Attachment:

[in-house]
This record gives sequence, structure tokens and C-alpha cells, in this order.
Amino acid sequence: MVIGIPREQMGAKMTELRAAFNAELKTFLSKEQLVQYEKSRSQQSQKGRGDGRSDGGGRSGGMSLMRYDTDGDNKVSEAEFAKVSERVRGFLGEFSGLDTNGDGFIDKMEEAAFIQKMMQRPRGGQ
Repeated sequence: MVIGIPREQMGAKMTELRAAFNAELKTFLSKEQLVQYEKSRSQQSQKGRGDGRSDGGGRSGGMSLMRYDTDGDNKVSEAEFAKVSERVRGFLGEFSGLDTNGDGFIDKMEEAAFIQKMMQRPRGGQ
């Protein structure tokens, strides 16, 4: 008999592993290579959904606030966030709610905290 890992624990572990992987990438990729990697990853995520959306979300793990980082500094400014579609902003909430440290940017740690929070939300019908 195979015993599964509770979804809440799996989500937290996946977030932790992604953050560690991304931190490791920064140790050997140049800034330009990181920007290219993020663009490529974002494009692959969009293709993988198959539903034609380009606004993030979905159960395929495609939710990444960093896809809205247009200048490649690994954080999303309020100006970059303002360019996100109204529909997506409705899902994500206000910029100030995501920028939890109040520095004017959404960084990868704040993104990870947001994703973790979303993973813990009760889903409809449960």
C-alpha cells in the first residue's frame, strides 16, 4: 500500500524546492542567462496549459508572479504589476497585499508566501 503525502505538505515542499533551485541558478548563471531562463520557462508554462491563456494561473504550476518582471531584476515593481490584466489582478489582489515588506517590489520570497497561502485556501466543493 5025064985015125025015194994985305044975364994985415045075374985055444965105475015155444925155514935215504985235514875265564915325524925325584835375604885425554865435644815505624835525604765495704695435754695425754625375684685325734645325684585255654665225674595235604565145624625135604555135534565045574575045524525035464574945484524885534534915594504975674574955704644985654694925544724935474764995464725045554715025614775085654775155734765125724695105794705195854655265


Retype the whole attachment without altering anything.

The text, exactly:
[in-house]
This record gives sequence, structure tokens and C-alpha cells, in this order.
Amino acid sequence: MVIGIPREQMGAKMTELRAAFNAELKTFLSKEQLVQYEKSRSQQSQKGRGDGRSDGGGRSGGMSLMRYDTDGDNKVSEAEFAKVSERVRGFLGEFSGLDTNGDGFIDKMEEAAFIQKMMQRPRGGQ
Repeated sequence: MVIGIPREQMGAKMTELRAAFNAELKTFLSKEQLVQYEKSRSQQSQKGRGDGRSDGGGRSGGMSLMRYDTDGDNKVSEAEFAKVSERVRGFLGEFSGLDTNGDGFIDKMEEAAFIQKMMQRPRGGQ
């Protein structure tokens, strides 16, 4: 008999592993290579959904606030966030709610905290 890992624990572990992987990438990729990697990853995520959306979300793990980082500094400014579609902003909430440290940017740690929070939300019908 195979015993599964509770979804809440799996989500937290996946977030932790992604953050560690991304931190490791920064140790050997140049800034330009990181920007290219993020663009490529974002494009692959969009293709993988198959539903034609380009606004993030979905159960395929495609939710990444960093896809809205247009200048490649690994954080999303309020100006970059303002360019996100109204529909997506409705899902994500206000910029100030995501920028939890109040520095004017959404960084990868704040993104990870947001994703973790979303993973813990009760889903409809449960």
C-alpha cells in the first residue's frame, strides 16, 4: 500500500524546492542567462496549459508572479504589476497585499508566501 503525502505538505515542499533551485541558478548563471531562463520557462508554462491563456494561473504550476518582471531584476515593481490584466489582478489582489515588506517590489520570497497561502485556501466543493 5025064985015125025015194994985305044975364994985415045075374985055444965105475015155444925155514935215504985235514875265564915325524925325584835375604885425554865435644815505624835525604765495704695435754695425754625375684685325734645325684585255654665225674595235604565145624625135604555135534565045574575045524525035464574945484524885534534915594504975674574955704644985654694925544724935474764995464725045554715025614775085654775155734765125724695105794705195854655265